A document that once read male and female is stirring up controversy. Gay marriage legislation caused the Indiana marriage license to change and one Evansville pastor is fighting to get the original document back.
For nearly ten months Indiana has recognized gay marriage. The state legislation led to other formal changes that aren’t sitting well with some community members.
Pastor Hostmeyer of Immanuel Lutheran Church: “Well I did a wedding in December, I did a wedding in January. The dates were six days different the one said Bride and Groom which I have always had for twenty-nine years. And then it, the next one said Applicant 1 and Applicant 2.”
Marriage licenses use to read male and female but the change in recognizing gay marriage facilitated a change in the wording on a marriage license.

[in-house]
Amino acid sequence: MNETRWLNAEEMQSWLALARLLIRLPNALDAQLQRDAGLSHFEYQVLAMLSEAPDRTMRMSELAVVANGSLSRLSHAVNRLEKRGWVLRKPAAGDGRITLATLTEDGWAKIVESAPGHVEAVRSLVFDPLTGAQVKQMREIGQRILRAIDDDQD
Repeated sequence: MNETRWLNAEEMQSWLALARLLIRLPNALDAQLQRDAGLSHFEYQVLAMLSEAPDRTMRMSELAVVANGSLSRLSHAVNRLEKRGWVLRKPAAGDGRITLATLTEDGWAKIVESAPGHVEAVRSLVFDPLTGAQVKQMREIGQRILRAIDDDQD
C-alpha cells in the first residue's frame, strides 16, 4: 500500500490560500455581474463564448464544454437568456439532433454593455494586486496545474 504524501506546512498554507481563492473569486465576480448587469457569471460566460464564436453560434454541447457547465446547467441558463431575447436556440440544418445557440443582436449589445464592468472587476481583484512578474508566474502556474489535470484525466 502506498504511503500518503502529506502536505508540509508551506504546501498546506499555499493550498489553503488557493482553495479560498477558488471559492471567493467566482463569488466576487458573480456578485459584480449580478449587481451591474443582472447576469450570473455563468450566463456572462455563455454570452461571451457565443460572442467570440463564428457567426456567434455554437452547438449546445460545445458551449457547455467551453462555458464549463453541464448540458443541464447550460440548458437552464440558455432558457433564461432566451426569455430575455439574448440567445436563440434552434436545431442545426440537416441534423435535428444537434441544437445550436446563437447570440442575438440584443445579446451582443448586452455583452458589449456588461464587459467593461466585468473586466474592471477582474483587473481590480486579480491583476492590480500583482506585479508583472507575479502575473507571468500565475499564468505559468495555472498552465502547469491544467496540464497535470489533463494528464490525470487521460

Pastor Horstmeyer says, “When you change it and just make it an applicant it sounds like we are vying for a license to drive. That is not how it is for us. I have a huge problem when they tell me I no longer have a bride and a groom.”
Horstmeyer contacted Indiana State Senator Jim Tomes asking for help to get the original license back.
Tomes: “We now struggle to get a simple marriage license application that we once had, not trying to turn anyone’s boat upside down just trying to make things available for everyone that would like to have an option.”
Neither Tomes nor Horstmeyer want to take away the current document away but rather add the original document back.
Says Wally Paynter, President of the Tri-State Alliance, “I really feel like any change to go back to male and female is a waste of time for the general assembly. I think we are looking forward and hopefully we won’t look backward and create a form that doesn’t really apply to our current situation and national laws.”
Gay marriage has been legally recognized in Indiana since October 2014.
Senator Tomes has not had any luck getting the original license back. He tells 44News if he cannot resolve the issue before the next session he will author a bill and present it to the general assembly in January.
— Lauren Leslie, 44News